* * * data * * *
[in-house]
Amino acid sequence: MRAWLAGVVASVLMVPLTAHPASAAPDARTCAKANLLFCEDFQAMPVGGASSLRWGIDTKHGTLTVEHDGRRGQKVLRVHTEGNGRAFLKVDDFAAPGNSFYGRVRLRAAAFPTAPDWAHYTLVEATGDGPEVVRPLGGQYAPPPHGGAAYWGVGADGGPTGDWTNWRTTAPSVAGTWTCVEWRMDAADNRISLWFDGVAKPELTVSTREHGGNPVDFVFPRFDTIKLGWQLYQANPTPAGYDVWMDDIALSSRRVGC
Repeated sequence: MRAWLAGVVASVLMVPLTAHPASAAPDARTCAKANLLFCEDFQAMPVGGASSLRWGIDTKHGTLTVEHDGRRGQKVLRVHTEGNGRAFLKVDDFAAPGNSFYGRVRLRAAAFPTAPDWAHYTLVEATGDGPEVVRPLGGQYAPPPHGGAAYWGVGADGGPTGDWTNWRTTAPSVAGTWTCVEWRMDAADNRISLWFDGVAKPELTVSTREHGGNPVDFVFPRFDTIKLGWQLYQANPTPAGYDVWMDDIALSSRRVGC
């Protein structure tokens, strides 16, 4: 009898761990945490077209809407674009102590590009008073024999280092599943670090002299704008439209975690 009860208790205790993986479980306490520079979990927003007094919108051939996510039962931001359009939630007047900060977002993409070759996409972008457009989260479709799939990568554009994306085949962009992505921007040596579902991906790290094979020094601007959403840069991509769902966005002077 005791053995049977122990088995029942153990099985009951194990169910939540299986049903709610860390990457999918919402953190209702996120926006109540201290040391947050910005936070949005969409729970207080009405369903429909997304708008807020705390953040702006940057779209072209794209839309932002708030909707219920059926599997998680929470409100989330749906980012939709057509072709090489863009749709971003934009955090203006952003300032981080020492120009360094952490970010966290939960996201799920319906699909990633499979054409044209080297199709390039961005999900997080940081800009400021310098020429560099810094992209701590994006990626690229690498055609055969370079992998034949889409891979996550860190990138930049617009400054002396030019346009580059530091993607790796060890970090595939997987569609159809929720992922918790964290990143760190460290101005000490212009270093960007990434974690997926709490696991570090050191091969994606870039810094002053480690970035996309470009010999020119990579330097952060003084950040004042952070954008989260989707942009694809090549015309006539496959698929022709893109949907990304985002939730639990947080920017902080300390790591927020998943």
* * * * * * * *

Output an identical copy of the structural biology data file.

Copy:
[in-house]
Amino acid sequence: MRAWLAGVVASVLMVPLTAHPASAAPDARTCAKANLLFCEDFQAMPVGGASSLRWGIDTKHGTLTVEHDGRRGQKVLRVHTEGNGRAFLKVDDFAAPGNSFYGRVRLRAAAFPTAPDWAHYTLVEATGDGPEVVRPLGGQYAPPPHGGAAYWGVGADGGPTGDWTNWRTTAPSVAGTWTCVEWRMDAADNRISLWFDGVAKPELTVSTREHGGNPVDFVFPRFDTIKLGWQLYQANPTPAGYDVWMDDIALSSRRVGC
Repeated sequence: MRAWLAGVVASVLMVPLTAHPASAAPDARTCAKANLLFCEDFQAMPVGGASSLRWGIDTKHGTLTVEHDGRRGQKVLRVHTEGNGRAFLKVDDFAAPGNSFYGRVRLRAAAFPTAPDWAHYTLVEATGDGPEVVRPLGGQYAPPPHGGAAYWGVGADGGPTGDWTNWRTTAPSVAGTWTCVEWRMDAADNRISLWFDGVAKPELTVSTREHGGNPVDFVFPRFDTIKLGWQLYQANPTPAGYDVWMDDIALSSRRVGC
């Protein structure tokens, strides 16, 4: 009898761990945490077209809407674009102590590009008073024999280092599943670090002299704008439209975690 009860208790205790993986479980306490520079979990927003007094919108051939996510039962931001359009939630007047900060977002993409070759996409972008457009989260479709799939990568554009994306085949962009992505921007040596579902991906790290094979020094601007959403840069991509769902966005002077 005791053995049977122990088995029942153990099985009951194990169910939540299986049903709610860390990457999918919402953190209702996120926006109540201290040391947050910005936070949005969409729970207080009405369903429909997304708008807020705390953040702006940057779209072209794209839309932002708030909707219920059926599997998680929470409100989330749906980012939709057509072709090489863009749709971003934009955090203006952003300032981080020492120009360094952490970010966290939960996201799920319906699909990633499979054409044209080297199709390039961005999900997080940081800009400021310098020429560099810094992209701590994006990626690229690498055609055969370079992998034949889409891979996550860190990138930049617009400054002396030019346009580059530091993607790796060890970090595939997987569609159809929720992922918790964290990143760190460290101005000490212009270093960007990434974690997926709490696991570090050191091969994606870039810094002053480690970035996309470009010999020119990579330097952060003084950040004042952070954008989260989707942009694809090549015309006539496959698929022709893109949907990304985002939730639990947080920017902080300390790591927020998943």